2015 was another big year for brand experiences. The industry saw impressive growth, as revealed in the IPA’s Bellwether reports, where events ranked second only to internet spend in Q2 and Q3.
Millennials, the likely target of most marketing briefs in 2016, continued to value experiences over anything else. In 2015, it was ideas delivered with the most creative of technology that meant we were able to give these consumers the unforgettable moments they just had to share.
In 2016, we expect to see a number of trends all designed to further entice, entertain and engage Generation Y.
Quality over quantity
A trend towards brands investing more in higher quality experiences that speak to fewer but more influential people. Experiences that organically become their own online influencer strategies. We will probably see a decline in forced sharing, such as the photo booth, in favour of exclusive experiences for participants to share and talk about themselves, for example Johnnie Walker’s ‘Symphony in Blue’.
In 2015 we saw an increase in multi-sensory experiences. In 2016, immersive experiences will go a step deeper, think multi-sensory 2.0 where physical sensations are fused with creative technology to create the ultimate mind-blowing VR experiences. Even content filmed at events will be taken to the next immersive level with 360 degree video thanks to consumer camera products becoming readily available and Facebook and YouTube launching 360 video players.
Experiences that organically become their own online influencer strategies
To back this up, Oculus, Sony, HTC and MergeVR plan to release consumer headsets in time for the New Year, while analysts predict the proliferation of VR at home will be huge, with 12.2 million headset sales expected next year alone. This expansion of VR will mean that huge swathes of consumers will be able to enjoy a brand experience virtually, before, during and after the main event.
While brands continue to build brilliant physical experiences, they have yet to fully tap into the power of engaging consumers through their mobiles during live events. Using a second screen at home is rapidly becoming the norm, but at sporting and music events it still has a long way to go. Consumers are happily using their mobile phones to share opinions and content on social media, but there is definitely more of an opportunity for brands to further facilitate mobile fan interaction during their live experiences too.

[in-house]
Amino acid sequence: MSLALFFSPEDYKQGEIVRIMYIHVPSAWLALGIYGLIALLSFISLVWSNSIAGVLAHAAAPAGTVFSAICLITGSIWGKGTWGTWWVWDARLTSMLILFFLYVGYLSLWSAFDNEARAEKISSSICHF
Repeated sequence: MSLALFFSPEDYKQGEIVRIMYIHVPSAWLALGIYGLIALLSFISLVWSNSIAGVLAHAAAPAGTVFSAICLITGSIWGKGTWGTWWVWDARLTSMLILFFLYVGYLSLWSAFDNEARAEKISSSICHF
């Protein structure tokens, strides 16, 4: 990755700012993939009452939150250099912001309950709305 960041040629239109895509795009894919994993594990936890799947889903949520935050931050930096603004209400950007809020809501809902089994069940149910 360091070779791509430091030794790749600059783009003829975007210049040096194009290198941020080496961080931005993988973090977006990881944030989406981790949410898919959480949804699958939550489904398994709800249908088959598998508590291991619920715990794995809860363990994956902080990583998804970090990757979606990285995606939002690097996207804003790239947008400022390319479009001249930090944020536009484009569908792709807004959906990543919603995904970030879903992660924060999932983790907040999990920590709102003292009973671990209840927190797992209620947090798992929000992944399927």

Take Formula E’s Fan Boost, which allows fans to vote for their favourite driver to receive an extra speed boost during the race. With many major cities and venues improving their connectivity through improved Wi-Fi and with a device in every fan’s pocket, consumers are moving away from a spectator-only position towards being truly active participants.
Social issues have become a major focus for many over the past year, with obesity, gender and sexuality being debated more than ever before. This is something that brands will need to be increasingly sensitive towards when planning experiences.
You only have to look to Coca Cola this year and its famous Christmas truck to see how ignoring social issues can turn a good campaign bad
You only have to look to Coca Cola this year and its famous Christmas truck to see how ignoring social issues can turn a good campaign bad. Celebrating the 20th anniversary of the Coca Cola ‘Holiday’s Are Coming’ ad airing in the UK, the soft drinks giant decided to bring the truck to life to deliver samples of its product throughout the UK. However, Coca Cola failed to consider the social implications and current conversations around sugar and obesity, particularly in children. This led to Leicester MP Keith Vaz urging the campaign not to visit the city, as well as asking the city's population to boycott the truck.
With the growing influence of experiences, especially via word of mouth and social media, the success of physical engagement can no longer be measured in terms of direct interactions and linked uplifts in sales. Brands in 2016 will need to consider other effective ways of measuring success, so we anticipate a move towards looking more at advocacy by focussing on metrics such as Net Promoter Score and its positive shift thanks to experiences.